mitm
block_cloudflare_mitm_attack-1.0.14.1-an+fx.xpi (65.4 KB) - added by cypherpunks 5 months ago.
Block Cloudflare MiTM Attack, v1.0.14.1 Signed

Download all attachments as: .zip

Change History (84)

comment:1 Changed 9 months ago by cypherpunks

I'm the person who created "madness" ticket, and you, sir, well writen!

Yes, please block Cloudflare once and for all. I'm expecting some kind of "Isecure connection" errorpage
to block further connection without user consent.

For example, when I visit "CloudflareMustDie.com",

  1. TBB will show "Insecure connection" errorpage.
  2. User will decide what to do - go back, try a cache, or ignore.

Here's my idea of errorpage design:
=====================================
Your connection is not secure

The owner of CloudflareMustDie.com is using Cloudflare on their website.
To protect your privacy from being attacked, Tor Browser has not connected to this website.

(Learn More)
[Go Back] [Connect anyway]
=====================================

(Learn More) is a link, to Tor documentation or wiki, to explain the cloudflare's MITM activity.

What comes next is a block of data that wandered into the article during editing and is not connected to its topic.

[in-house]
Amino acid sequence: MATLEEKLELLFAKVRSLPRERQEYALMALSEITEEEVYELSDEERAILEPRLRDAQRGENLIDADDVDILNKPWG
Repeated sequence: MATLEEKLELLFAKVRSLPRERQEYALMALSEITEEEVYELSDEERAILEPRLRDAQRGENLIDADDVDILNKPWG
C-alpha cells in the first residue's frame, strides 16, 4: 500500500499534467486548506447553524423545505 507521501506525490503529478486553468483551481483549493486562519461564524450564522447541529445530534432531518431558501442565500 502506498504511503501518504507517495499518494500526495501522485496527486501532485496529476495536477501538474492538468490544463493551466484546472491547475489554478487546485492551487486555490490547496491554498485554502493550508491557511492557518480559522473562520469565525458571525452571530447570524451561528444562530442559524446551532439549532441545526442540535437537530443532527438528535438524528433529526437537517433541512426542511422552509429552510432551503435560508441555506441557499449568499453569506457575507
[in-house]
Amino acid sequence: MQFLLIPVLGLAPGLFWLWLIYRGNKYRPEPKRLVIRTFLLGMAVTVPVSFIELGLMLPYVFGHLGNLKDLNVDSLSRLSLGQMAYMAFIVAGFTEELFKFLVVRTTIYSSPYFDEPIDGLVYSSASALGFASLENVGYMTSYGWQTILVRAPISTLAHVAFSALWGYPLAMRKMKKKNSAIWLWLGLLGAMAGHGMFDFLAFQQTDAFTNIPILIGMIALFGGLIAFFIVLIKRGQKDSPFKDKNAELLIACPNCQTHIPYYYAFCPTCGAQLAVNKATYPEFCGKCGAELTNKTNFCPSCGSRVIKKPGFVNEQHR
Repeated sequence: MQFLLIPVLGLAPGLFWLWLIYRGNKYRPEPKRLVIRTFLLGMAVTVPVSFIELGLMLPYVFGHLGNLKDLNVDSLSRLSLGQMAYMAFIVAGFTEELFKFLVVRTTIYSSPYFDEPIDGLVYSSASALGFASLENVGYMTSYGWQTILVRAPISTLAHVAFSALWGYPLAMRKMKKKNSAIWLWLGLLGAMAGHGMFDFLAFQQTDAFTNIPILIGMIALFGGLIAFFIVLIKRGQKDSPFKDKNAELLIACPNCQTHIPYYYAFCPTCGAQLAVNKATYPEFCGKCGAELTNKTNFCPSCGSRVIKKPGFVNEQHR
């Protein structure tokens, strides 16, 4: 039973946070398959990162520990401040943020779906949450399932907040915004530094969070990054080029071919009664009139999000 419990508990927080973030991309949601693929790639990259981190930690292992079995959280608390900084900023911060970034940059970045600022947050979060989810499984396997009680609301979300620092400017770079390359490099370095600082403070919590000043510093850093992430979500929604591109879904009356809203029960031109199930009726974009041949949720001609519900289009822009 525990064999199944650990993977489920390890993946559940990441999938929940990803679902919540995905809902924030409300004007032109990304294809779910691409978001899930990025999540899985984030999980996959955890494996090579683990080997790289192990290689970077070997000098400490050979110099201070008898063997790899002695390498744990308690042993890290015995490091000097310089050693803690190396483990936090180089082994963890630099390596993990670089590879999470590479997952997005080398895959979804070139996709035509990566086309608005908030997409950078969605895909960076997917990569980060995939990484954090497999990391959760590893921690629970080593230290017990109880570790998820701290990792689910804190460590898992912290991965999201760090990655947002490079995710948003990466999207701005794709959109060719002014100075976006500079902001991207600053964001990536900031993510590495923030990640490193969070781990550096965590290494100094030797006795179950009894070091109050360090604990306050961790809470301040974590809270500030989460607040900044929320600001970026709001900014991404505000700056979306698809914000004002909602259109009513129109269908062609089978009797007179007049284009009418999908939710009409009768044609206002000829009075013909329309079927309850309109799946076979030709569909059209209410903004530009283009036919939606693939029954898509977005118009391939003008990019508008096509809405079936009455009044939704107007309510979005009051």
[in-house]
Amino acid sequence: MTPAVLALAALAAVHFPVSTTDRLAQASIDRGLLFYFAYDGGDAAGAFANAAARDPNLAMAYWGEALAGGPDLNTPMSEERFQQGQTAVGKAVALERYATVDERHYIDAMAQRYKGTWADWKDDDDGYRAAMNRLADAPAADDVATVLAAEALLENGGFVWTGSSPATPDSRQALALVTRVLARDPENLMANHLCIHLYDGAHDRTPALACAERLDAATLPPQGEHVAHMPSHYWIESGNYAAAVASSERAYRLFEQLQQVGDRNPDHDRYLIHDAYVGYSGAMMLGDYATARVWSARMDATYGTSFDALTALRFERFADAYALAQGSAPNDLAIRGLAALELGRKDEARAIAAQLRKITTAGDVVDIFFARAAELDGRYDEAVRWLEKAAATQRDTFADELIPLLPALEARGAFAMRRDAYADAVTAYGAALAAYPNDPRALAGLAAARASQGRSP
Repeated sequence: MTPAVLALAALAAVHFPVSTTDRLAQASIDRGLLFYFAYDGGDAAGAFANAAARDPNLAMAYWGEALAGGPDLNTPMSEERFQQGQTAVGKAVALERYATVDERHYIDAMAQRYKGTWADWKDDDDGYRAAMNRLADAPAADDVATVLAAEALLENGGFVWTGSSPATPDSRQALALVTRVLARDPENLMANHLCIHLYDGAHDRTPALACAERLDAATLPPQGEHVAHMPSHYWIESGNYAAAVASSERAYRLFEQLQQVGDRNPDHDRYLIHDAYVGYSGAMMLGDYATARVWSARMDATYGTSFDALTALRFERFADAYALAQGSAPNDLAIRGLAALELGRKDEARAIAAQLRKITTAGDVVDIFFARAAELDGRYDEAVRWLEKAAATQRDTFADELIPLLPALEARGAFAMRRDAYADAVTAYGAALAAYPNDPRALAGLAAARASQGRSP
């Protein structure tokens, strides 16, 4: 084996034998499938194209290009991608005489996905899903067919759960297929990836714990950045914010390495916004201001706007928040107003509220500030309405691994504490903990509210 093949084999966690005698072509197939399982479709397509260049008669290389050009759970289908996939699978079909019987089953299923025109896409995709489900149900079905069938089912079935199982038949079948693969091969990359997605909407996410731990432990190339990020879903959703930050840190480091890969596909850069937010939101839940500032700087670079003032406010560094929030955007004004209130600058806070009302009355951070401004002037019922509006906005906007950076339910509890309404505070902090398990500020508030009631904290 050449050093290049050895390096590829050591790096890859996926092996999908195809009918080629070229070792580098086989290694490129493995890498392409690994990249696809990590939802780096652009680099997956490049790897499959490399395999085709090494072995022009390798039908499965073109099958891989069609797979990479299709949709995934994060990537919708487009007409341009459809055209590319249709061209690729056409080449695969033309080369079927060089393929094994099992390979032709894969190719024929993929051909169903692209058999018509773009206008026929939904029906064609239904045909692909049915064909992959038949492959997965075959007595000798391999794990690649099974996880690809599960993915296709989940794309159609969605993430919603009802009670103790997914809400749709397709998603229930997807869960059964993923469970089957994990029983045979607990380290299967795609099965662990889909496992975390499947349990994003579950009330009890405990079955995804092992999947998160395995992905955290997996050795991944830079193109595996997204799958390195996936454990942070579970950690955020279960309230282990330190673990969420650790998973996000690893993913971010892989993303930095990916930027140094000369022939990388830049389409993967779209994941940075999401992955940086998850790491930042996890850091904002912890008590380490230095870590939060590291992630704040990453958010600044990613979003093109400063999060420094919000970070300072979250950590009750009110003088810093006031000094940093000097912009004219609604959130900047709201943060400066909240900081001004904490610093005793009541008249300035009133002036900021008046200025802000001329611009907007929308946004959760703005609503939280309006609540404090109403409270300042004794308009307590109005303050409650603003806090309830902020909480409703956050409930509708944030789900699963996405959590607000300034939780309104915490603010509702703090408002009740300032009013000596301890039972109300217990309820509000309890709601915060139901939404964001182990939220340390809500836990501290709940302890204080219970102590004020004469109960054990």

[Connect anyway] is a button. If the user click it, Show warning dialogue with 3 seconds timelock:

=====================================
This connection is MITMed. Are you sure you want to do this?

[No] [Yes(3)]
=====================================

And,

response header should immediately terminate, with an error message given to the user

Yes, the connection to CF site *should* be terminate. We should treat them like self-signed non-onion website
which is completely insecure.

This can be done by detecting the non-standard CF-Ray: HTTP header.

You could also look at SSL certificate's CN.
Most of them are "sni(.*)\.cloudflaressl\.com".

for sample:
https://www.unspam.com/ <--- cloudflare's before project company, ewww

P.S.
I use TBB everyday. I got hit by cloudflare and most of the time I go back and search for alternative website.
And if can't, I'll just open up normal browser to browse cloudflare-infected websites 'via VPN'.